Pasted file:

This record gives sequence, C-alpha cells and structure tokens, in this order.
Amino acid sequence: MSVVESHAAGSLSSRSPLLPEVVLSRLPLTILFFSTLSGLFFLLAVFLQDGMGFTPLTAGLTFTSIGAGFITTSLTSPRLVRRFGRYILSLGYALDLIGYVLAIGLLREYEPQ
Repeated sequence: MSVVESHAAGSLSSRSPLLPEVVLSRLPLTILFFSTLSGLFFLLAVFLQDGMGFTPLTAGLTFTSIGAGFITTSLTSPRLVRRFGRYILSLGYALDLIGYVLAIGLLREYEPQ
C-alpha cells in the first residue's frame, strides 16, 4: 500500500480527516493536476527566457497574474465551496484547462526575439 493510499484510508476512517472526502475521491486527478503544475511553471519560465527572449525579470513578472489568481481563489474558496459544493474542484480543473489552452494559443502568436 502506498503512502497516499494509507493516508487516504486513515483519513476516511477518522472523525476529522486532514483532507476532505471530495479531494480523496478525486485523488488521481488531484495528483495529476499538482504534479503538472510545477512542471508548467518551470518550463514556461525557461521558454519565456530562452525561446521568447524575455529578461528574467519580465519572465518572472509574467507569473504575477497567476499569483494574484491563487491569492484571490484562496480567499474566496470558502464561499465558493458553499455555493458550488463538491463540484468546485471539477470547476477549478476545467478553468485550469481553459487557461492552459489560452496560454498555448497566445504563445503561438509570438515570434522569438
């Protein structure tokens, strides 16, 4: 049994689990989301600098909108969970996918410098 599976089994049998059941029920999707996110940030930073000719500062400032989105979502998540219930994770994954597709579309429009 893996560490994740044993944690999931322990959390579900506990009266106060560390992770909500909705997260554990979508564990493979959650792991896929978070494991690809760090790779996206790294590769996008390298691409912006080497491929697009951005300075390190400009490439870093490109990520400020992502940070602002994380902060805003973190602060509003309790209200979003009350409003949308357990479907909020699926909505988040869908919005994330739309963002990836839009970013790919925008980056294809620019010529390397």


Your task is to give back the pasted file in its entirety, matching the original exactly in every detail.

This record gives sequence, C-alpha cells and structure tokens, in this order.
Amino acid sequence: MSVVESHAAGSLSSRSPLLPEVVLSRLPLTILFFSTLSGLFFLLAVFLQDGMGFTPLTAGLTFTSIGAGFITTSLTSPRLVRRFGRYILSLGYALDLIGYVLAIGLLREYEPQ
Repeated sequence: MSVVESHAAGSLSSRSPLLPEVVLSRLPLTILFFSTLSGLFFLLAVFLQDGMGFTPLTAGLTFTSIGAGFITTSLTSPRLVRRFGRYILSLGYALDLIGYVLAIGLLREYEPQ
C-alpha cells in the first residue's frame, strides 16, 4: 500500500480527516493536476527566457497574474465551496484547462526575439 493510499484510508476512517472526502475521491486527478503544475511553471519560465527572449525579470513578472489568481481563489474558496459544493474542484480543473489552452494559443502568436 502506498503512502497516499494509507493516508487516504486513515483519513476516511477518522472523525476529522486532514483532507476532505471530495479531494480523496478525486485523488488521481488531484495528483495529476499538482504534479503538472510545477512542471508548467518551470518550463514556461525557461521558454519565456530562452525561446521568447524575455529578461528574467519580465519572465518572472509574467507569473504575477497567476499569483494574484491563487491569492484571490484562496480567499474566496470558502464561499465558493458553499455555493458550488463538491463540484468546485471539477470547476477549478476545467478553468485550469481553459487557461492552459489560452496560454498555448497566445504563445503561438509570438515570434522569438
């Protein structure tokens, strides 16, 4: 049994689990989301600098909108969970996918410098 599976089994049998059941029920999707996110940030930073000719500062400032989105979502998540219930994770994954597709579309429009 893996560490994740044993944690999931322990959390579900506990009266106060560390992770909500909705997260554990979508564990493979959650792991896929978070494991690809760090790779996206790294590769996008390298691409912006080497491929697009951005300075390190400009490439870093490109990520400020992502940070602002994380902060805003973190602060509003309790209200979003009350409003949308357990479907909020699926909505988040869908919005994330739309963002990836839009970013790919925008980056294809620019010529390397």